Francisco de Goya
Los Desastres de la Guerra
May 15 – September 13, 2008
at Peter Blum SoHo
ART IN REVIEW: Francisco de Goya
The New York Times
June 6, 2008
99 Wooster Street, SoHo
Through Aug. 1
Francisco de Goya’s print series “The Disasters of War,” an extended portrait of the cruelty and aggression that accompanied Spain’s War of Independence in the early 1800s, has been used and abused by artists wishing to plumb the depths of human nature. (In a notorious example, the brothers Jake and Dinos Chapman purchased a rare edition and drew clowns and puppies over Goya’s images of victims.)
A complete fourth edition, published in 1906 by the Real Academia de Bellas Artes de San Fernando in Madrid, is now on view in SoHo. It will deliver a shock to anyone who thinks that the “Disasters” have been overexposed, or that black-and-white etchings can’t convey terror and intimidation with as much force as more modern mediums.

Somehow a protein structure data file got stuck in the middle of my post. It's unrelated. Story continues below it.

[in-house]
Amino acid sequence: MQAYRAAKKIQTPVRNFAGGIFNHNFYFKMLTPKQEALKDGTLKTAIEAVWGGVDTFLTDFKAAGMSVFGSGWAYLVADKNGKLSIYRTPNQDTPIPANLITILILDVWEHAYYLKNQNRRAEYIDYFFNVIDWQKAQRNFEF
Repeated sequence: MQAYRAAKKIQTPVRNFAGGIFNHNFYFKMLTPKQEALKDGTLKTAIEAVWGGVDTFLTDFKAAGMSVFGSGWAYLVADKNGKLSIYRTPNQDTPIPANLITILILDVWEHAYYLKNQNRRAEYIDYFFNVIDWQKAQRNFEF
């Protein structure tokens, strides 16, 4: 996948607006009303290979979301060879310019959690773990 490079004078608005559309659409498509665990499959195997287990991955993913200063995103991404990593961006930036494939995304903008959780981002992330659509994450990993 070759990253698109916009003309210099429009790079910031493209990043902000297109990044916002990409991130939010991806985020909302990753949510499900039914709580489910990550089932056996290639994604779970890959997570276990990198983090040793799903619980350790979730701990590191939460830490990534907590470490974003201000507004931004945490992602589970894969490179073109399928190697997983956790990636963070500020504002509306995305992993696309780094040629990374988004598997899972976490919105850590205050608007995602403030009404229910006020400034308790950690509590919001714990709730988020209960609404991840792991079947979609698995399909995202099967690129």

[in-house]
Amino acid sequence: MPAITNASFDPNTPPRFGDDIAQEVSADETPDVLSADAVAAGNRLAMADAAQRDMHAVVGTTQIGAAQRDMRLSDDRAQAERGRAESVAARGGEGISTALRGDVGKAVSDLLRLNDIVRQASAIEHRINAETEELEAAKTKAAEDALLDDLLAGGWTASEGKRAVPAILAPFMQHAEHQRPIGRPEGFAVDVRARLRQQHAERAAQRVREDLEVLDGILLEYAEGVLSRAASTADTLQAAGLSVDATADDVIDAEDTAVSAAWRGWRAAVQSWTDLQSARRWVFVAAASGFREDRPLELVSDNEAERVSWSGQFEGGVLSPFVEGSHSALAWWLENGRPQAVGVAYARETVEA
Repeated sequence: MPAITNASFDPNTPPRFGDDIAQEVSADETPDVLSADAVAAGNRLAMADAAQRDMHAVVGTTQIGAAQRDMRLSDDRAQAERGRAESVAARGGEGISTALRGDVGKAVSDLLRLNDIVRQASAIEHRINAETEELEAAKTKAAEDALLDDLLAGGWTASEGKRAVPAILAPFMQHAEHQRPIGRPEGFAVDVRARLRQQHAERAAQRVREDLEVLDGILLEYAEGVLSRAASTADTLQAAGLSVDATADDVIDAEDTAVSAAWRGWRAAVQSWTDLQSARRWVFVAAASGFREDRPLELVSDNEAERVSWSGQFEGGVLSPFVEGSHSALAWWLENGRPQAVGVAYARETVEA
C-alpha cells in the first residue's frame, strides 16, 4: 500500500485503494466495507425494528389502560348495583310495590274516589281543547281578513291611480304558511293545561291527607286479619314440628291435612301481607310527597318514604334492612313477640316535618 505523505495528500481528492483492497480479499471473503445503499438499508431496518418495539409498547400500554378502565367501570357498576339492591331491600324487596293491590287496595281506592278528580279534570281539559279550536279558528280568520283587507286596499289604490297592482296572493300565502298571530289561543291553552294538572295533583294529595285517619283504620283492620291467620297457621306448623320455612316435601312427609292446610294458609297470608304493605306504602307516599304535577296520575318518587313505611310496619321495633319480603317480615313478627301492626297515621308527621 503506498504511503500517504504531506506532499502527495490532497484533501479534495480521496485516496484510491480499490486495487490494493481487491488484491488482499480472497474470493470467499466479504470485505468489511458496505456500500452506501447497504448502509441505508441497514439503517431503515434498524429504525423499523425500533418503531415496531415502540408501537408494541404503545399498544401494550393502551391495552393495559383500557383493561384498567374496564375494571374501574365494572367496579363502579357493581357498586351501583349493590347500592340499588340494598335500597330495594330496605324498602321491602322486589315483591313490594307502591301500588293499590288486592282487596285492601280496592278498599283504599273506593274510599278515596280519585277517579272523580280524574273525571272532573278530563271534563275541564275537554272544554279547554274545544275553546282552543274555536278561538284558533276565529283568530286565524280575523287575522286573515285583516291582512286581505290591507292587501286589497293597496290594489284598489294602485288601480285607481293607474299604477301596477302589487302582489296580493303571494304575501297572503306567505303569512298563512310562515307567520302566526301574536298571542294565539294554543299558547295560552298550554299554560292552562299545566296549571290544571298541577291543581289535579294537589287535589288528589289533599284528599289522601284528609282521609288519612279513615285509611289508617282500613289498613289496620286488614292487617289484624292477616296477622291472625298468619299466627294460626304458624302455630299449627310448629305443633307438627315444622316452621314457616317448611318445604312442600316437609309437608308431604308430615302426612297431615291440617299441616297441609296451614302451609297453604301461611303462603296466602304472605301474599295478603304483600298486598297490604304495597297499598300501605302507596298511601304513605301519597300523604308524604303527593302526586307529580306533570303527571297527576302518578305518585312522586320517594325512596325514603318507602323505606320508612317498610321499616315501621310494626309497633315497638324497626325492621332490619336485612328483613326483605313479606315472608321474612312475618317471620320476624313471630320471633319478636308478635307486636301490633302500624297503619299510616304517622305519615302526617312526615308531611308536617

The first half of the plates are devoted to scenes of war, including unflinching depictions of rape and dismemberment. Many viewers will recognize the image “Great deeds! With dead men!,” which shows (among other horrors) a headless, armless body hanging from a tree. This depiction of atrocity is among the most visceral in the series, though the scenes that combine dead and living bodies are more disturbing.
Later plates show the grief and famine of the postwar period and introduce vultures and other allegorical figures. With its emphasis on the aftershocks of war, this part of the series may be the most relevant for contemporary artists.